FIGS. 18A and 18B is a mathematical model utilized in describing the preferred method of the present invention illustrating the detection of the same gamma energy level as in FIGS. ISA-C in a different threeby-three portion of the same typical quadrant as in FIGS. 9A-9E'.
FIGS. 19A and 19B is a mathematical model utilized in describing the preferred method of the present invention illustrating the detection of the same gamma energy level as in FIGS. 9A-9E in a different two-zonedeep portion of the same typical quadrant as in FIGS. 9A-9E;
FIGS. A-20C is a mathematical model utilized in describing the preferred method of the present invention illustrating the detection of both the gamma energy levels of FIGS. 9A-9E and FIGS. ISA-15C in another three-by-three portion of the same typical quadrant as in FIGS. 9A-9E;
FIGS. 2IA and 21B is a mathematical model utilized in describing the preferred method of the present invention illustrating the detection of the same gamma energy level as in FIGS. ISA-15C in two different three-deep-zone portions of the same typical quadrant as in FIGS. 9A-9E;
FIGSv 22A and 22B is a mathematical model utilized in describing the preferred method of the present invention illustrating the detection of the same gamma energy level as in FIGSv I5AlSC in a different substantially three-zone-deep portion of the same typical quadrant as in FIGS. 9A-9E', and
FIGS. 23A and 23B is a mathematical model utilized in describing the preferred method of the present invention illustrating the detection of the same gamma energy level as in FIGS. ISA-15C in still a different substantially threezonedeep portion of the same typical quadrant as in FIGS. 9A-9E.
DETAILED DESCRIPTION OF THE PREFERRED EMBODIMENTS Ge neral Description Referring now to the drawings in detail and especially to FIG. 1 thereof, the system of the present invention, generally referred to by reference numeral 10, for practicing the method of the present invention is shown. The preferred method of the present invention shall be described, by way of example, for determining local cerebral blood flow, which is the blood flow within a discrete preselected portion of a patients brain although the preferred method of the present invention may be utilized, if desired, to determine discrete localized blood flow in any large volumn of tissue such as in the myocardium, the lung, the kidney, the liver, the spleen or any other body organ, or to resolve the metabolic rates of component regions of the brain and other organs.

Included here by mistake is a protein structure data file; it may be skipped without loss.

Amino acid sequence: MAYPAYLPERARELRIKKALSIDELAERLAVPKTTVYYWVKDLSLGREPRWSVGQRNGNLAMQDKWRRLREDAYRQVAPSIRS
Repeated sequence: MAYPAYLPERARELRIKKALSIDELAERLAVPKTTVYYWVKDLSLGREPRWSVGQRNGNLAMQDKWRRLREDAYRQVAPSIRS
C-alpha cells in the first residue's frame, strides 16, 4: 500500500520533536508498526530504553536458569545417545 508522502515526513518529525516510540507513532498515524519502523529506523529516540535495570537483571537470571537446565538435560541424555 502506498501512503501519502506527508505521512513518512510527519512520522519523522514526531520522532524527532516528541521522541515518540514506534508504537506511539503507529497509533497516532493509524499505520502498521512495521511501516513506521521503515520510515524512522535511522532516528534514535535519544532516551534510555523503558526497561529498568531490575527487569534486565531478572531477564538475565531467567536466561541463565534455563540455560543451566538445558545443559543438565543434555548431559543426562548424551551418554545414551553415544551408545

It should be understood that FIG. 1 is merely a diagrammatic illustration of the system 10 for purposes of explanation, and is not meant to indicate the critical dimensions of the system, such as preferred requirement of minimum dead space in the closed breathing system or the critical arrangement and orientation of radiation detectors in the headgear apparatus. The system 10 of the present invention preferably includes a breathing mask 12 which is preferably removably mounted on the face of the patient during the performance of the local cerebral blood flow determination so as to isolate the breathing passages of the patient from the surrounding environment and provide a closed inhalationexhalation breathing system, which will be described in greater detail hereinafter. The mask 12, which is preferably a conventional breathing mask, is preferably formed of a material which is pliable enough to provide a comfortable but close fit on the face of the patient in the mounted position so as to reduce apprehension during a data collection period which is associated with the local cerebral blood flow determination.
The mask 12 includes a conventional type of mouthpiece breathing port 14 which is provided with an inlet or inhalation conduit 16 and an outlet or exhalation conduit 18. Conduits l6 and 18, respectively, supply the substance or gas to be inhaled to the mask 12 and remove the substance exhaled from the mask 12. Preferably, the inhalation conduit 16 and the exhalation conduit 18 each include a conventional demand valve 20 and 22, respectively, disposed within the conduit flow path so as to close off the respective associated conduits I6 or 18 unless the patient is either demanding the next breath (inhalation) or exhaling his previous breath (exhalation).